In general, though, Verstappen has been just as effective with the 2022 Red Bull as he was with the 2021 car. That’s despite it being a very different animal.

“It’s very different,” says Verstappen of the 2022 car. “Just the feeling, and the seating position is very different.

“But the more you drive, the more normal it feels. Probably if I jump back in last year’s car that feels completely wrong or weird, at least compared to what we’re driving now.”

And adaptability is not confined to specifically getting on top of new cars. Alonso says that Red Bull and Verstappen have been “outstanding” this season even without a superior car for much of it.

Verstappen’s part in that was an almost flawless consistency.

“Some of the drives have been just simply outstanding this year under enormous pressure,” says Red Bull team boss Christian Horner.

“He’s just constantly delivered. He’s just grabbed every single opportunity.”

Motor Racing Formula One World Championship Monaco Grand Prix Sunday Monte Carlo, Monaco

Verstappen’s qualifying performances have been strong and he’s raced well. He’s a keen improviser in the moment, willing to try new lines to find where the grip is, and can adapt his technique lap-to-lap depending on what’s best to get the rotation required in the car.

It’s made him devastatingly effective in all types of conditions and race situations. That’s why he’s won on street tracks and conventional circuits, in wet races, dry races and wet-dry races, and from as low as 14th on the grid. To have only five poles but 12 victories speaks volumes for the job he has done this year and he takes pride in the range of wins he’s enjoyed.

“Last year I always started first or second, this year I’ve also started way back and still won the race,” says Verstappen.

“They have also been really rewarding, the race in Hungary for example. Even Spa, of course, it looks easy, but you have to stay out of trouble on the first lap, which wasn’t easy because everyone was all over the place and I had to make sure I didn’t have any damage.

“And then again in Monza, a lot can happen in that first chicane, I put myself out of trouble by having a good start.

“Sometimes when you look back at the wins this year, they look easy. But I have come from quite far back.”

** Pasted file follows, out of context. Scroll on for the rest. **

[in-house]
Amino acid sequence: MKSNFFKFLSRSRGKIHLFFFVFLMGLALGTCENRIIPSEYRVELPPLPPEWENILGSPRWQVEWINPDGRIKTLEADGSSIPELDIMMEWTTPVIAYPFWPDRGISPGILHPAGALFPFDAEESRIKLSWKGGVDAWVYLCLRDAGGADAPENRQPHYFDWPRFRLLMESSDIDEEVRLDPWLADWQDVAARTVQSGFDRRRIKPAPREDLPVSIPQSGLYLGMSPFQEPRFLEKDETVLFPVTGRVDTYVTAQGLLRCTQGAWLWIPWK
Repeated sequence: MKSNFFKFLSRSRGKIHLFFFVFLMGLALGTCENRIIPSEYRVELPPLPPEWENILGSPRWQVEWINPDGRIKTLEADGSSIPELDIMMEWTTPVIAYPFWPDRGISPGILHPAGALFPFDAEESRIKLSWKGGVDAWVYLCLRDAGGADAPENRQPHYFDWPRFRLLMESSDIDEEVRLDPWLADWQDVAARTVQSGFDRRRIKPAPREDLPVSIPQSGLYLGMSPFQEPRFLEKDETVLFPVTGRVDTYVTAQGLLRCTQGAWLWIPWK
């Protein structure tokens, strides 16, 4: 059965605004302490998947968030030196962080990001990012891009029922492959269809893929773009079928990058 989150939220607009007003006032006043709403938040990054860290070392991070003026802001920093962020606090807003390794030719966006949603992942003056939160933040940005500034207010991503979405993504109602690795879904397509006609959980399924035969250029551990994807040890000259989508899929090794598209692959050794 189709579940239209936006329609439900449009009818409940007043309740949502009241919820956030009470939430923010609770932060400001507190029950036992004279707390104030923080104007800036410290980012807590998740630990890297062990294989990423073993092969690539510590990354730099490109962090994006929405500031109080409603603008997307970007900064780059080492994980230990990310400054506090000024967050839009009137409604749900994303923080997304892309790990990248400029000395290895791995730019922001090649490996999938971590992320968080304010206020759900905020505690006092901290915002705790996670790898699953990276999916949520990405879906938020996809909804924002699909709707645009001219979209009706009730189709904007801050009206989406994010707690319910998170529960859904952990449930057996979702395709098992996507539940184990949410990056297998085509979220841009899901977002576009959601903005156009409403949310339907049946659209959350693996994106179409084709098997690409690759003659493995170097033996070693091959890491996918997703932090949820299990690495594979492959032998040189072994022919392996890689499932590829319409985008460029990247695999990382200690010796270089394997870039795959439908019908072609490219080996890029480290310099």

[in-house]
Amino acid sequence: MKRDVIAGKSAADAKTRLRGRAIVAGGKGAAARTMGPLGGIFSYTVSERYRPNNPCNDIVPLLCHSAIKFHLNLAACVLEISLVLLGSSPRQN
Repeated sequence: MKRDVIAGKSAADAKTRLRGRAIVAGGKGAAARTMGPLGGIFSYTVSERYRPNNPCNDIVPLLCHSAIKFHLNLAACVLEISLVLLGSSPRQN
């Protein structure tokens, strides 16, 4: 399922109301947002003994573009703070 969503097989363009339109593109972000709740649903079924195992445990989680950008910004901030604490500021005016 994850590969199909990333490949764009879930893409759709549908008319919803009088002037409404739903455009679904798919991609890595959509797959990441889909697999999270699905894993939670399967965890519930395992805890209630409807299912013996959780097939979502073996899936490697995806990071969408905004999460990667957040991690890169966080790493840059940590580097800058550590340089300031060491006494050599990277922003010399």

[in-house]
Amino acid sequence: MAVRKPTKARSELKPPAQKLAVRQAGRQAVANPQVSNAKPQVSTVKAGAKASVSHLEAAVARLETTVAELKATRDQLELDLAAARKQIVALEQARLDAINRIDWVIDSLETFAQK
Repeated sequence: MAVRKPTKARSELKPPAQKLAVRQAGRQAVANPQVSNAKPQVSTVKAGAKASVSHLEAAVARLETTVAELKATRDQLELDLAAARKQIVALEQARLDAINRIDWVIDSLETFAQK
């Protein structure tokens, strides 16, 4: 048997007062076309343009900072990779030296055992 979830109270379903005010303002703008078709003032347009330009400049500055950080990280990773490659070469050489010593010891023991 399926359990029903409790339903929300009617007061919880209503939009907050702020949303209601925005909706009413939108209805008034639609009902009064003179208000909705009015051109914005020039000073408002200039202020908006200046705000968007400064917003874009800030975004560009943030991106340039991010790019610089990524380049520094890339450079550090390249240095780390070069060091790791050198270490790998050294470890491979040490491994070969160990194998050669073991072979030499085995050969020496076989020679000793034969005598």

He’s come a long way from his first ever F1 outing, too. Beyond the emotional ties of this being the home race for Red Bull’s engine partner Honda, Suzuka was a fitting scene for Verstappen’s coronation for it was the scene of his grand prix weekend debut as a 17-year-old in 2014.

Motor Racing Formula One World Championship Japanese Grand Prix Practice Day Suzuka, Japan

His unfussy, composed performance in that FP1 session for Toro Rosso made it clear that he was, astonishingly, ready for F1 at such a young age. It also began with a beautiful drift onto the start-finish straight to begin his first flying lap, which was fully committed and borderline wild in place – but just about controlled.

It showed a level of confidence and car manipulation that is rarely demonstrated by FP1 debutants let alone drivers of such inexperience and age. That still underpins the way Verstappen drives today.

Parts of the journey from his FP1 debut to his second world championship success have been messy. But the underlying qualities have always been there. They were first visible to the F1 world at Suzuka eight years ago and have taken him to this peak today.

“He’s an exceptional talent,” says Red Bull’s chief engineer Paul Monaghan.

“Don’t forget that you have to adapt even in a race. You go from new tyres to used tyres, you go from high fuel loads to low fuel, in traffic and out of traffic, safety cars.

“All those things that get thrown at you, he’s not fazed.

“In Max, maybe we have a truly exceptional driver.

“We’re very blessed, and better work hard and hang on to him and keep him happy, hadn’t we?”